Universal Design is the idea that a building or space can be built and designed in a way that makes it accessible for a wide range of people. There is no one-size fits all for humans. In the United State one-in-five people has a disability –either physical or mental – that can affect the way they travel through, use or perceive a space. Height, hand dominance, body size and age are all factors that Universal Design takes into consideration during the pre-design, design and construction phases.
Principles of Universal Design:
- Equitable use – the design is useful and marketable to people with diverse abilities.
- Flexibility in use – the design accommodates a wide range of individual preferences and abilities.
- Simple and intuitive use – the design is easy to understand, regardless of the user’s experience, knowledge, language skills or current concentration level.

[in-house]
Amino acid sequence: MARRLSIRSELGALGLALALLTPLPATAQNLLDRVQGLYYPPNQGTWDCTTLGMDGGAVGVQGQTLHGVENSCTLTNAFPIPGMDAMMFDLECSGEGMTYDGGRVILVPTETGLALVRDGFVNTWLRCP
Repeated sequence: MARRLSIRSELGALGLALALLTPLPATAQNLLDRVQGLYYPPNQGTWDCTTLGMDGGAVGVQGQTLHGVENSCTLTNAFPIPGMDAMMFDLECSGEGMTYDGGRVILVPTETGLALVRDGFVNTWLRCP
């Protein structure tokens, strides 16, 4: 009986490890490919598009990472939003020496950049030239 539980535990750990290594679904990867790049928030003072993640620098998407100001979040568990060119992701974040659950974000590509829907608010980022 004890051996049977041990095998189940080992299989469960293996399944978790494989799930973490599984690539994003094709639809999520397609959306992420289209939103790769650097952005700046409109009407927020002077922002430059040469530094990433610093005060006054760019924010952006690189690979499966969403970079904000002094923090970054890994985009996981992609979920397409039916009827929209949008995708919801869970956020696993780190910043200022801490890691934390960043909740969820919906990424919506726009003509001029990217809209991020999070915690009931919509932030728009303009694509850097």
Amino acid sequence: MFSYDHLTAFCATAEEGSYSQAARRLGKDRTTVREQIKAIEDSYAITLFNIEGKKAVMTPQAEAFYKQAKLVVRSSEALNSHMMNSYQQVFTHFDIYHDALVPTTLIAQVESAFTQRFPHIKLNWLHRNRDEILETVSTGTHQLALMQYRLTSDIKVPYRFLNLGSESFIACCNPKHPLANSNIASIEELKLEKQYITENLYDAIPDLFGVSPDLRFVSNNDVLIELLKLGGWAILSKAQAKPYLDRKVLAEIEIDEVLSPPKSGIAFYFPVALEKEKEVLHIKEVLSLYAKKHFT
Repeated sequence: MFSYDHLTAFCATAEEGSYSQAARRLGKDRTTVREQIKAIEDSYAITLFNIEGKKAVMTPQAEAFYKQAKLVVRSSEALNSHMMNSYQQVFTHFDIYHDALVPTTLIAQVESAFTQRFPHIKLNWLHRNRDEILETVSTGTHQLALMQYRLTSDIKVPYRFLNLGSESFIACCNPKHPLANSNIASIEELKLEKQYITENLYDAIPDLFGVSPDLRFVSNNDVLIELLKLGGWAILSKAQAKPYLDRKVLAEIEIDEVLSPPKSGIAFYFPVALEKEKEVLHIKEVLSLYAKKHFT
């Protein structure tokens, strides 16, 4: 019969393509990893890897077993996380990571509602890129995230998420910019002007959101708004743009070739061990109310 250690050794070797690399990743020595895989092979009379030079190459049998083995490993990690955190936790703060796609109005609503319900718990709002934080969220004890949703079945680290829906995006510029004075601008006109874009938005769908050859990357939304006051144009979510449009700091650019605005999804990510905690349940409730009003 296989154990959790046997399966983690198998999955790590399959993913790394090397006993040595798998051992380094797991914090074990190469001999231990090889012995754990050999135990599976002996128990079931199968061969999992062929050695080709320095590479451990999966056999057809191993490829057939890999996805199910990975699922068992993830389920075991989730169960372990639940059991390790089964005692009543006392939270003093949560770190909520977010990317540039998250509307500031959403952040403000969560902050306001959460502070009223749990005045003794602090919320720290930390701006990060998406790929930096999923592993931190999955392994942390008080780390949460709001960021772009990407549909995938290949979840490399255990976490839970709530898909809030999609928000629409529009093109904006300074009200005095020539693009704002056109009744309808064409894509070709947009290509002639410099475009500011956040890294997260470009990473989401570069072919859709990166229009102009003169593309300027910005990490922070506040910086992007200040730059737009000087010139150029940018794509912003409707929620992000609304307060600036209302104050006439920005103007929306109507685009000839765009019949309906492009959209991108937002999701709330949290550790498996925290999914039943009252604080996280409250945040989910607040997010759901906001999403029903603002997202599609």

- Size and space for approach – appropriate size and space is provided for approach, reach, manipulation and use regardless of user’s body size, posture or mobility.
- Perceptible information – the design communication necessary information effectively to the user, regardless of ambient conditions or the user’s sensory abilities.
- Tolerance for error – the design minimizes hazards and the adverse consequences of accidental or unintended actions.
- Low physical error – the design can be used efficiently and comfortably and with a minimum of fatigue.
Universal Design can apply to:
- Learning environments
- Healthy and wellness facilities
- Hospitals and healthcare
- Senior Living
- Urban planning
- Public and commercial buildings
- Parks and recreational spaces
Progressive AE has joined with the experts at Mary Free Bed Rehabilitation Hospital to assess fitness facilities using the AIMFREE survey. AIMFREE is the Accessibility Instruments Measuring Fitness and Recreation Environments survey. It was created specifically to measure the accessibility of recreation and fitness facilities.